Users Circumvent Proprietary Coffee Machine DRM

Increasingly, manufacturers of non-electronic products are using Rights Management technology to enforce an artificial monopoly over the supply of aftermarket service and maintenance. The Senseo espresso machine is one such example; it utilises what its manufacturer calls ‘protected’ coffee pods that are only compatible with Philips’ own pod system - similar to the way DRM is used on portable music players to prevent alternative codecs being used. Unsurprisingly, the official Senseo pads are rather pricey (much more so than its competitors’).

Fear not, coffee lovers, a circumvention technique is here:

Take the pad and keep it vertical, with the opening in the 12 o’clock position. Gently insert the funnel using your other hand, and then use your thumb and index finger to hold the assembly, using just a little pressure to hold it all together, thus freeing your other hand again. Use that other hand to pour some of your finest coffee into the funnel, filling the pad just the way you like it… [You’re] left with an exquisitely filled coffee pad – that still has a small opening.

The technique described will allow users to utilise cheaper, alternative products, such as this one. It also (probably) violates the Digital Millennium Copyright Act. may even be liable for vicarious infringement. If invoked, the Act would be used to limit consumer freedoms, stifle an innovative technique, and enforce a private company’s right to charge unrealistic prices.

Clearly, this would be an undesirable application of expansive legislation. Thankfully, however, it looks like Google will get the last laugh: consumers who search for ‘senseo coffee filter pad’ see the unofficial circumvention techniques before the result for the official product. With any luck, this page will join them in liberating coffee enthusiasts from the shackles of proprietary refill technologies.


Coffee isn't exactly digital, the Senseo system has nothing to do with DRM, and surely that pinnacle of lobbying, the DMCA legislation, does not apply to non-digital products? The Senseo system is protected by patents. That's an entirely different protection system. - MobiProf

MobiProf, Though it may be somewhat misleading to place this post in the 'Digital Rights Management' category, it is, I think, an interesting example of how legislative mechanisms originally designed to protect digital works could encroach upon other areas. Strange though it may sound, Senseo might try to protect their technology from circumvention under the DMCA by bringing an action against those disseminating circumvention information. One would think the Act ought not to apply to everyday products, but this is sadly not the case: Selling hardware used to circumvent a protection (coffee pads are arguably a kind of hardware) Revealing information (even if already protected by patent or copyright) Garage door openers as possible 'circumvention devices' (clearly quite a broad conception, and capable of application to physical objects) However, any action by Senseo would be pretty unlikely to succeed in light of Lexmark (and, as you note, common sense), wherein a distinction was drawn between intentional circumvention and the purpose for that circumvention (so, for example, a circumvention device not made for the purpose of infringing copyright might not be a violation of the DMCA). Natrually, I welcome any other reading of the case or further comments you may have! Regards, Jaani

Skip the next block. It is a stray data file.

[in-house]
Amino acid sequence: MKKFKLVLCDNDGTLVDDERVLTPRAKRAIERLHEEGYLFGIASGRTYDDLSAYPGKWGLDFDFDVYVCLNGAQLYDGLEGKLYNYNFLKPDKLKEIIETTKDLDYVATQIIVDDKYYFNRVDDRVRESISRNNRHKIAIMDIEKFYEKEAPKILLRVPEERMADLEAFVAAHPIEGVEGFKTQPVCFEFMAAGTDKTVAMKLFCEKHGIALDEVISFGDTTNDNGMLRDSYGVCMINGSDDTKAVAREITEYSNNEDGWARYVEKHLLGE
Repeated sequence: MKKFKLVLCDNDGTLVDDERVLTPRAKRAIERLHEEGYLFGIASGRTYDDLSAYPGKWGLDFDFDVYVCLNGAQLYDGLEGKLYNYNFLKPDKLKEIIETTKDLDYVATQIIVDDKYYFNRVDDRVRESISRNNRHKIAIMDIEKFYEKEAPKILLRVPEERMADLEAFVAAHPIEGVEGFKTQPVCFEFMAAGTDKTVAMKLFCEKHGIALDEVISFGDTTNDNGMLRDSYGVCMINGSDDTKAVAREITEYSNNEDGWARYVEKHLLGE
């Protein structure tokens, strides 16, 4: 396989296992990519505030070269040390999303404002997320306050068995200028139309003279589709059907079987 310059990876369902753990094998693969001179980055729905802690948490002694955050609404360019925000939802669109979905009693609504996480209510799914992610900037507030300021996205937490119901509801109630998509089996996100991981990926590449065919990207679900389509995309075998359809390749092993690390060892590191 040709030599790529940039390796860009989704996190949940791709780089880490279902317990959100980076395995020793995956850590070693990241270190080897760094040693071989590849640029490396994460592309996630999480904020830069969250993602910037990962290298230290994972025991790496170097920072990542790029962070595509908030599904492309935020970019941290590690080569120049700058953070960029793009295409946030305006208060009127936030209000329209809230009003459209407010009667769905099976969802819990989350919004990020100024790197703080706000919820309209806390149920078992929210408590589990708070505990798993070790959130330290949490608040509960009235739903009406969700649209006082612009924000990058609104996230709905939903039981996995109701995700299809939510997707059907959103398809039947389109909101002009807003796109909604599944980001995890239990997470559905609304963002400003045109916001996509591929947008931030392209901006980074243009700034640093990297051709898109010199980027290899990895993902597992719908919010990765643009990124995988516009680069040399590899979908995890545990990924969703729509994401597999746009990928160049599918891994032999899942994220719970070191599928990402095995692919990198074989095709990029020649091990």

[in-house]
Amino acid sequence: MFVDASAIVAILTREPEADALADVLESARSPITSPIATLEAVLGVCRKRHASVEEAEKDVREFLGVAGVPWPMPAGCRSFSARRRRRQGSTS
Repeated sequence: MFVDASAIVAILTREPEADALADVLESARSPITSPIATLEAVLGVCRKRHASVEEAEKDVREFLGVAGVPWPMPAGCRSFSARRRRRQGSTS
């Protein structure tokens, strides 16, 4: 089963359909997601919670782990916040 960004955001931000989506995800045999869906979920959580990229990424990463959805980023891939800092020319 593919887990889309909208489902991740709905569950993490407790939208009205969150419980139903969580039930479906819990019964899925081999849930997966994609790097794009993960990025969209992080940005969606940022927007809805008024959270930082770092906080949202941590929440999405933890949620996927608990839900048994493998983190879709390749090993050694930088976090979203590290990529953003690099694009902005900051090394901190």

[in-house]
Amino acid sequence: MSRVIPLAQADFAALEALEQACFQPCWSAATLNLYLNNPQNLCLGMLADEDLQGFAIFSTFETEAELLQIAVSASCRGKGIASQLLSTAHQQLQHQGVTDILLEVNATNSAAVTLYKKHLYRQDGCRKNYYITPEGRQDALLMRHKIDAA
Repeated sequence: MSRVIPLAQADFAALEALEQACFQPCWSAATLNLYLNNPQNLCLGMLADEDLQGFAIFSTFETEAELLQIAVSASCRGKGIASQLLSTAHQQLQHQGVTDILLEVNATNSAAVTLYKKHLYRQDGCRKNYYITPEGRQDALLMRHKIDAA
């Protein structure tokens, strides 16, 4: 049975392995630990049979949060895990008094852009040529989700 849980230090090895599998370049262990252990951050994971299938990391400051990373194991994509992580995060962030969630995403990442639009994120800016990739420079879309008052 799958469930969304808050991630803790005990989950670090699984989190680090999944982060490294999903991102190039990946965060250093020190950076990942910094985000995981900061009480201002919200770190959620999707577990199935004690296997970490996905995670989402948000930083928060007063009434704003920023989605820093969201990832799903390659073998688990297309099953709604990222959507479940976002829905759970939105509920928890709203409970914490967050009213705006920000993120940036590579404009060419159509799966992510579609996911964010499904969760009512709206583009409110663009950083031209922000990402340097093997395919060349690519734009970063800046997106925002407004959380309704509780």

Jaani,. "It is, I think, an interesting example of how legislative mechanisms originally designed to protect digital works could encroach upon other areas." Something like that might happen one day, but do you have any reason to believe that the Senseo is in any way an example of this at all? "Senseo might try to protect their technology from circumvention under the DMCA". The Senseo is protected through patents. There have been court cases over the coffee pads here in Europe even before the Senseo was introduced in the States. The practical upshot is that you have to buy your Senseo from Philips, as no other company is offering anything that's compatible, but you do not have to buy your coffee from Douwe Egberts. You can buy coffee from any brand offering coffee pads, and their number continues to increase. You can easily start your own coffee pad business if you like, you just need to buy an industrial coffee pad creation machine. I've been told about a year ago that they sell for about 50.000 Euri. I don't get your point about "Revealing information (even if already protected by patent or copyright)". Surely, anything protected by patent or copyright is already publicised? Besides, the DMCA is a law of just one country and a controversial one at that. Philips and Douwe Egberts are Dutch companies with an international presence. Messed-up law in one country hardly affects such companies or their competitors. They and their competitors can produce anywhere they like. But what I find truly fascinating is your suggestion that "coffee pads are arguably a kind of hardware". I'd really like to see you make that argument. I'd sooner call it a vegetable than hardware :-) - VegetableProf